Masterpieces of Western Art, a many-authored survey of its titular subject published by Taschen, has the following mini-bio of Jean-Michel Basquiat in its back pages:
1960 New York – 1988 New York
Basquiat was born in New York as the son of a Haitian book-keeper and a Puerto-Rican mother. After a difficult childhood he began at the age of 17, togther with Al Diaz, to paint graffiti in underground stations and on house-fronts under the assumed name of Samo. He did casual work and played the guitar and synthesizer in a band. The art market soon discovered Basquiat; by taking part in the documents at Kassel in 1982 and the Whitney Biennale in New York in 1983, he became a media star. He made friends with Warhol. They painted portraits of each other and designed a number of works together. Basquiat introduced the graffiti art form to the world without disowning his Brooklyn ghetto origins. He constructed assemblages from waste objects; materials used as surface could range from a torn bit of paper to a fridge door. He died from a drug overdose.
You will not learn a single fact more about Basquiat by watching Julian Schnabel’s biographical film; nor will you gain any insight into what drove and motivated his art. Although you will see many of his works, they remain on the outskirts of both the film and the world of the film: “We're no longer collecting art. We’re buying people,” as says one of the characters.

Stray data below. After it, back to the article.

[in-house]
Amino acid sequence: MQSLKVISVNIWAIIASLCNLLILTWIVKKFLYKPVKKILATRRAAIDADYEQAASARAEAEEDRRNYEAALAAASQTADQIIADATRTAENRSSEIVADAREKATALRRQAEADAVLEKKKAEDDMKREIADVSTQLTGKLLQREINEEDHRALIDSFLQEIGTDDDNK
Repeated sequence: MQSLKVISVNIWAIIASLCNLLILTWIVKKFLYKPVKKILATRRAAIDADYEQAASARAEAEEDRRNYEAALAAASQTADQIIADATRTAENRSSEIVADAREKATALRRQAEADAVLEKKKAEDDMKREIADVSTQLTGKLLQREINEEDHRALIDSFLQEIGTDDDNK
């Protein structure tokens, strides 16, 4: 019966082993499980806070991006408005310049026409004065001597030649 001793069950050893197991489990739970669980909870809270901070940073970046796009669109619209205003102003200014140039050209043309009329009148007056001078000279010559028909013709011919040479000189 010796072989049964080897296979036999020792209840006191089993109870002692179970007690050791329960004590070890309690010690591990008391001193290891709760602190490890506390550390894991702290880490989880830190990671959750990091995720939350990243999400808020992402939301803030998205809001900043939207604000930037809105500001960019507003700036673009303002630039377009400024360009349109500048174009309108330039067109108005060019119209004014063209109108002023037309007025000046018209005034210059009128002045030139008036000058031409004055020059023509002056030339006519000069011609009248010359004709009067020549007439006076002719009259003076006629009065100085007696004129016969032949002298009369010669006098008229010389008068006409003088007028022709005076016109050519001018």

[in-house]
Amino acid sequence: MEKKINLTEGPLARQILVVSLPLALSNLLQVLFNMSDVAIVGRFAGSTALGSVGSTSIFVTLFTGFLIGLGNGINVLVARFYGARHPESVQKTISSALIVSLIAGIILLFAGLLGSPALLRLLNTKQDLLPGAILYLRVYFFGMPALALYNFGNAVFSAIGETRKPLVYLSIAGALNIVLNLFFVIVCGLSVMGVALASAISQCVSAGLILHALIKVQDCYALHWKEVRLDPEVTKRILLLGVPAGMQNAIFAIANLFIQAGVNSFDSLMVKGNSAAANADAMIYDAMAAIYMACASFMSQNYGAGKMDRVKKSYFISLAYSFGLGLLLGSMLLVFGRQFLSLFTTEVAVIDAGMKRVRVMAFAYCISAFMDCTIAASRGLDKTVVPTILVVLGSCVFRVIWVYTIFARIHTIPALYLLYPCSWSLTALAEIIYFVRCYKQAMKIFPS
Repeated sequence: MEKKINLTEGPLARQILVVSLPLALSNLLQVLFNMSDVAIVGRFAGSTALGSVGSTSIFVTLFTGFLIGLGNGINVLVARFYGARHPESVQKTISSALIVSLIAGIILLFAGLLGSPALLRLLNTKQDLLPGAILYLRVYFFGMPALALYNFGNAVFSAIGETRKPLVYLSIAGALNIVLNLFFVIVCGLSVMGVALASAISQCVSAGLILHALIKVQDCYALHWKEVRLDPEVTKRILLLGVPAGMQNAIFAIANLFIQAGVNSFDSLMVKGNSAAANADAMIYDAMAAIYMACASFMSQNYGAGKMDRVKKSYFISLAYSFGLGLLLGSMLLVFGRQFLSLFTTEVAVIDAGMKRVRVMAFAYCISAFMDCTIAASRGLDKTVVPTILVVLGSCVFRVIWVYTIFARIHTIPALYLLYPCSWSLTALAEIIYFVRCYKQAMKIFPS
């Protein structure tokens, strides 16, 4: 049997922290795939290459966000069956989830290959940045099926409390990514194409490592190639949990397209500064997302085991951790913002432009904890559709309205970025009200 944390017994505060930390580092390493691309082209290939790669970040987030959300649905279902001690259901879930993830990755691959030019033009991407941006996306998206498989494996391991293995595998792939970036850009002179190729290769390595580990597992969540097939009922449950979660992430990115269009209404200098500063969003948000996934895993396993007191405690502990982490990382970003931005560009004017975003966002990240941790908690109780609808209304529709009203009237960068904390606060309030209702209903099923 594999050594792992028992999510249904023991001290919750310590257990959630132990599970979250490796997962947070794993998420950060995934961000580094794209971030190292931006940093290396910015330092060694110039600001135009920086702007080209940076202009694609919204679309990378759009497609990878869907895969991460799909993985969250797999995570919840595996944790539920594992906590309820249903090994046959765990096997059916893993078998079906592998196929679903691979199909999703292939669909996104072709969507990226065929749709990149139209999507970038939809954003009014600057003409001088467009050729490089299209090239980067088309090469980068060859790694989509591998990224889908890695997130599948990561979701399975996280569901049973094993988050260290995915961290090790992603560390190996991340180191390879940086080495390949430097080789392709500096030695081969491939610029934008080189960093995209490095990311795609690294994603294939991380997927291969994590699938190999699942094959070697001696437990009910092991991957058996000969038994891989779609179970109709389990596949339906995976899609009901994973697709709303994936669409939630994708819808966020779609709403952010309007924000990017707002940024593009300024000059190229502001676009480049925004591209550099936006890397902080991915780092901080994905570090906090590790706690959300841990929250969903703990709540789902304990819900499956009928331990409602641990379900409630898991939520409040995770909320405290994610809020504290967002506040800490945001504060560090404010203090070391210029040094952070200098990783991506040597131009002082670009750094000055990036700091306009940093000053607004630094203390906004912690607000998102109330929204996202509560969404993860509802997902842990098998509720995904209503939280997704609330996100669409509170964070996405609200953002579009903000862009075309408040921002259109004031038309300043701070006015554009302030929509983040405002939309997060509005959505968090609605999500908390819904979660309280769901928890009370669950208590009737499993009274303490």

Keeping with that, what Basquiat becomes is the selling of one artist (Jean-Michel Basquiat) by another (Julian Schnabel). But, because Schnabel is also an artist (his art appears in the film, painted by a silver screen alter-ego played by Gary Oldman) and, especially, because Schnabel knew Basquiat, the sales pitch is more convincing than in most other artist bio-pics.
Instead of constructing a film that is an excuse to educate the viewer by way of throwing an easy-to-digest fact at him or her every five-to-ten minutes, Schnabel focuses on the details that add up to make up a person. Instead of the “he was born in New York in 1960…” approach, he gives us: “he had this funny little habit of…”
Although Basquiat plays out much like the traditional “rise-and-fall of the big shot” story, there’s an important difference: Basquiat doesn’t change. He doesn’t become arrogant, aloof, or change his outlook on life when suddenly famous. He makes paintings with his food when he’s poor as well as when he’s rich; he paints over his girlfriend’s paintings as well as Andy Warhol’s; and the drugs that kill him are part of his life right from the beginning. It’s the art scene — the film’s villain — that squeezes him to death, not a flaw that he develops due to fame and riches.
Schnabel paints an acidic portrait of the NYC art kingdom in the eighties, a time when Andy Warhol (played by David Bowie) was king, and when everyone was beginning to “discover” art produced by visible minority artists. The film’s cast of characters ranges from affable weirdos to vile, non-artist back-stabbers, and doesn’t shy away from insinuating that most in both groups are superficial, attention-hungry, selfish, and racist. Fame, connections, and money make up the holy trinity, and talent isn’t a sure means of achieving any of the three.
“Is it still art,” Schnabel seems to ask, “if it doesn’t sell?”
“Is he still an artist if he doesn’t want to sell it?”
In the first shots of the film, Basquiat emerges from the cardboard box he’s taken to sleeping in. By the end of the film, he’s been thoroughly boxed in by the art world – caught amongst people who are as much unlike him as he is his middle-class, junior accountant father.